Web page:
The encoder is composed of a stack of* N*=6 identical layers (one after another). Each layer consists of two sub-layers, which are a Multi-Head Attention block and a fully-connected feed-forward network with two linear transformations. Around each sub-layer, a residual connection and a layer normalization are employed. This means that for each sub-layer the input is added to the output of the sub-layer and the result gets normalized. This enhances the backward gradient flow through the different layers of the model. To be able to use residual connections around each sub-layer, the dimension of the outputs of the different sub-layers has to stay the same. The authors chose a dimension of 512.

### 5.2. Decoder

As the name suggests, the Masked Multi-Head Attention block involves a look-ahead mask that prevents the Transformer in the time step t to obtain information about relationships to words after time step t when training. To be more precise, the mask is applied to the target sequences the Transformer gets trained on. Without this mask, information about the sentence, word or label we want to predict would be available during the forward pass while training the Transformer. Figure 6 illustrates which values should be masked by using “I am fine” as an example input. If we want to predict the next word after “am”, we should not have information about the next word(s) which in this case would be “fine”.

This mask consists of zeros in indices where it should not block the information as well as minus infinity in indices where it should block it. To prevent the information we want to block to pass, we add the look-ahead mask directly after scaling the dot product of the queries and keys. After the mask is added, the softmax function of the resulting matrix is taken, which turns the minus infinity values into zeros. This leads to the wanted result, i.e., it ensures that the predictions for time step *t* can depend only on the known outputs with time step smaller equal than *t* This process is illustrated in Figure 7.

### 5.3. Applications of Attention

### 5.4. Linear Classifier

## 6. Training

## 7. Results

## 8. Conclusion

The success of the attention mechanism and Transformer indicate that it probably will be the foundation for many successful architectures in the future.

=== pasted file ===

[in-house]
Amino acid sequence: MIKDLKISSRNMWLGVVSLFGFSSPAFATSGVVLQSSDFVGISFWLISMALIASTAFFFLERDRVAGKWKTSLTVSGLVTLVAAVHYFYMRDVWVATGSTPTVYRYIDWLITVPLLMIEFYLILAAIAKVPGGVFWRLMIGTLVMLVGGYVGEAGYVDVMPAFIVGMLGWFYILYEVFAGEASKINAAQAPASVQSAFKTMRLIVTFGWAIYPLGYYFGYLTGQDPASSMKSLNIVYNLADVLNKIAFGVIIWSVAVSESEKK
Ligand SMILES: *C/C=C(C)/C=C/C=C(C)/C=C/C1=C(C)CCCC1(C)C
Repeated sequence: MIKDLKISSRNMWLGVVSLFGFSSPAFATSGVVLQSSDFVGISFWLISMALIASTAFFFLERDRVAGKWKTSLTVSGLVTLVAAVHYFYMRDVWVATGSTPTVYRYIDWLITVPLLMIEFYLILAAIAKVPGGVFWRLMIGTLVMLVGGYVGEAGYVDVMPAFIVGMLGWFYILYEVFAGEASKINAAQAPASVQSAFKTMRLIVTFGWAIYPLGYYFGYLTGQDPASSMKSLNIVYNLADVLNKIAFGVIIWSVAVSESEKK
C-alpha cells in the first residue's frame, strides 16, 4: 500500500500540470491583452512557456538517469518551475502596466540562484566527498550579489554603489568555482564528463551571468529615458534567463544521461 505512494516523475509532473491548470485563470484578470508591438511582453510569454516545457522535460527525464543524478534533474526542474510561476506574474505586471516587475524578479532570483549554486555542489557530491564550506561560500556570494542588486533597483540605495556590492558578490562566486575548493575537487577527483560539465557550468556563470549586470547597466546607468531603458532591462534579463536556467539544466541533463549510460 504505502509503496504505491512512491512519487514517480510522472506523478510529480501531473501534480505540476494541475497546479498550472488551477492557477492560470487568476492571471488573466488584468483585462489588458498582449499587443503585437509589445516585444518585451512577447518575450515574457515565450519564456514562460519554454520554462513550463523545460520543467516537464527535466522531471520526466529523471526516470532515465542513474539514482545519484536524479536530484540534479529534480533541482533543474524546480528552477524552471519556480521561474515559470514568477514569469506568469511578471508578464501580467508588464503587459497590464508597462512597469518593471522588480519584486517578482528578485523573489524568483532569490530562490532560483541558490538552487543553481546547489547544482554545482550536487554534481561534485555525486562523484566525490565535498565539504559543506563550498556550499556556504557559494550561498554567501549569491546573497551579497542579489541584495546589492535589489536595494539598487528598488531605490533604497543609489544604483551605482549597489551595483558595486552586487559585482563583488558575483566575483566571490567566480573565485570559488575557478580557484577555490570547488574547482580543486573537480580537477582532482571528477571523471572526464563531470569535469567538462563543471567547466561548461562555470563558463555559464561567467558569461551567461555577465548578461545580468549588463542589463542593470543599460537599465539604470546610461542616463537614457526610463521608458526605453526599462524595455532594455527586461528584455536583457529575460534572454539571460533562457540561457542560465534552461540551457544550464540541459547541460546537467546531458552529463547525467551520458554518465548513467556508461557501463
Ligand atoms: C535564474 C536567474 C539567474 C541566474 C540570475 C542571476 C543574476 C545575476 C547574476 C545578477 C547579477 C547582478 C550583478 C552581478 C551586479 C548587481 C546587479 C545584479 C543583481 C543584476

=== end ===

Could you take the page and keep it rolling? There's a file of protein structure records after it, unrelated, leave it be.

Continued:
**Tobias Morocutti**

Tobias Morocutti studies Artificial Intelligence at Johannes Kepler University (JKU) in Linz. He currently is in the last semester of his Bachelor programme and works at the Institute of Computational Perception at JKU where he specializes on Audio Processing and Machine Learning. In 2022, before working at the Institute of Computational Perception, he participated at Task 1 (Low-Complexity Acoustic Scene Classification) of the annual DCASE challenge where he ranked third. This year he participates at the same challenge with his work colleagues. In addition to Audio Processing and Machine Learning in general, Tobias is also very interested in Computer Vision.

## References

[1] A. Vaswani, N. Shazeer, N. Parmar, J. Uszkoreit, L. Jones, A. N. Gomez, L. Kaiser, and I. Polosukhin, “Attention is all you need”, CoRR, vol. abs/1706.03762, 2017. [Online]. Available: http://arxiv.org/abs/1706.03762

[2] M. Phi, “Illustrated guide to transformers neural network: A step by step explanation”, 2020. [Online]. Available: https://www.youtube.com/watch?v=4Bdc55j80l8

[3] A. Dosovitskiy, L. Beyer, A. Kolesnikov, D. Weissenborn, X. Zhai, T. Unterthiner, M. Dehghani,M. Minderer, G. Heigold, S. Gelly, J. Uszkoreit, and N. Houlsby, “An image is worth 16×16 words: Transformers for image recognition at scale”, 2021.

[4] D. Bahdanau, K. Cho, and Y. Bengio, “Neural Machine Translation by Jointly Learning to Align and Translate”, 2016